• Angelo Scola (Italy, 71) is archbishop of Milan, a springboard to the papacy, and is many Italians' bet to win. An expert on bioethics, he also knows Islam as head of a foundation to promote Muslim-Christian understanding.
  • Luis Tagle (Philippines, 55) has a charisma often compared to that of the late Pope John Paul. He is also close to Pope Benedict after working with him at the International Theological Commission.
  • Peter Turkson (Ghana, 64) is the top African candidate. Head of the Vatican justice and peace bureau, he is spokesman for the Church's social conscience and backs world financial reform.
Some 117 cardinals will enter a closed-door conclave at the Vatican in mid-March to elect a successor to Benedict, who stunned the world's 1.2 billion Catholics on Monday by saying that he would step down on February 28.

There are no open campaigns or declared candidates for the post, and cardinals are forbidden by Church law from revealing for whom they voted. Many cardinals choose their favorite after a series of discreet contacts in the days before the election.

Coded language

One front-runner is Cardinal Christoph Schoenborn. Schueller was once his deputy in the Vienna archdiocese. His decision to debate with, rather than discipline, his dissident priests may count against Schoenborn among hard-line cardinals.

Schueller said such an important decision required all the time and effort needed to form a broad consensus rather than letting a small group of top leaders decide this in secret.

"A billion Catholics are listening to what is [being discussed] in entirely secretive, coded language,'' he complained, calling it undignified that the laity hear about the process only from journalists reporting from the Vatican.

"This passive waiting around is repugnant. It's really time, and commensurate with the dignity of the faithful, that [the cardinals] put their cards on the table,'' he said.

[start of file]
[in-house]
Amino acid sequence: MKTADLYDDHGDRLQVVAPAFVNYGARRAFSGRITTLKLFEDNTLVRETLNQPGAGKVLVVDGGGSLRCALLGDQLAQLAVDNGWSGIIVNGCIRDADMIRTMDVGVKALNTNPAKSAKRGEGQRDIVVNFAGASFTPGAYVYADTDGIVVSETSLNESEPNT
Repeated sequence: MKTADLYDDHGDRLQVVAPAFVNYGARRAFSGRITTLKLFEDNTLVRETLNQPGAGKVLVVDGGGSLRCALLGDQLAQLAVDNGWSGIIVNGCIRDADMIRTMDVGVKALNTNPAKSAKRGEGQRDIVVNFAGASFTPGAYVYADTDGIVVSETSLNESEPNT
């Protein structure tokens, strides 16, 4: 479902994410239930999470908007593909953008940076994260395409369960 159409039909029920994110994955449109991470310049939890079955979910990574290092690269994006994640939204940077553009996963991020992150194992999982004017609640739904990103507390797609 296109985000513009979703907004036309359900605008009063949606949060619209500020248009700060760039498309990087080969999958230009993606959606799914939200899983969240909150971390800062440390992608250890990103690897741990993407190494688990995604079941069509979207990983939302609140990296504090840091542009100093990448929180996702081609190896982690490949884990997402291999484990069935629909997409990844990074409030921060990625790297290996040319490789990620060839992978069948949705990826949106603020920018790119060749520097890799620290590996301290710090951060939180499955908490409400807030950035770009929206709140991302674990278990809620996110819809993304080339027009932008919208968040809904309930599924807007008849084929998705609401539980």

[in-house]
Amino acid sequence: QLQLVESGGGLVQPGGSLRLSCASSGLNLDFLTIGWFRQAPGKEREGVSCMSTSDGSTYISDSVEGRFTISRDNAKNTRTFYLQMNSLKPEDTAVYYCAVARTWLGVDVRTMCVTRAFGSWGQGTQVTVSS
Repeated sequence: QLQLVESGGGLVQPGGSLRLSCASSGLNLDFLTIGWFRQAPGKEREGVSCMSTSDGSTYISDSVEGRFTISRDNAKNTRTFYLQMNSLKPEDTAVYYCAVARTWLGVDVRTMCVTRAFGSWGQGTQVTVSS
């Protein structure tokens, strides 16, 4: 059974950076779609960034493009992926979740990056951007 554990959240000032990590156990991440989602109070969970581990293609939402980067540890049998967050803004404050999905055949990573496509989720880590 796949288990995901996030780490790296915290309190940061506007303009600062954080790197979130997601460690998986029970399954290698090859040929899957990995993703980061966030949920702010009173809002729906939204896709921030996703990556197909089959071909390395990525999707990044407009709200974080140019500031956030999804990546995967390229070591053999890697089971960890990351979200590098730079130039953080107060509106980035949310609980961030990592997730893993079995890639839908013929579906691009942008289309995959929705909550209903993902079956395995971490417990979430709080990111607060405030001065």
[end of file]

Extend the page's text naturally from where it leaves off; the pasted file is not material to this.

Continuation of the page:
Reformist Austrian Catholics have for decades challenged the conservative policies of Benedict and his predecessor Pope John Paul II, creating protest movements and advocating changes that the Vatican firmly rejects.

Benedict, who for over two decades before his 2005 election was the Vatican's chief doctrinal enforcer, singled out the Austrian rebels for criticism last April while restating the church's ban on women priests.

The German-born pontiff said he would not put up with open revolt from clerics and lay people.

Vatican rules unchecked

Schueller said an outsider from Africa or Latin America would have his work cut out for him to take on Vatican insiders.

Two-thirds of today's Catholics live in Latin America, Africa and Asia, and Cardinal Peter Turkson of Ghana and Cardinal Odilo Scherer of Brazil are among those mentioned as candidates.

"The biggest problem is that the Vatican establishment rules are unchecked over the global Church. Any pope who takes this on has to be well positioned, has to act strategically and has to get lots of cooperation from the bishops of the world,'' he said.

Even support from a broad basis, however, might not be enough for a new pope to put his stamp on the Church, he said.

"What good are [such] authorizations for the pope if the system quickly takes him prisoner? This is coming out more and more in the analyses, and may have been a significant factor of the resignation'' of Benedict, he said.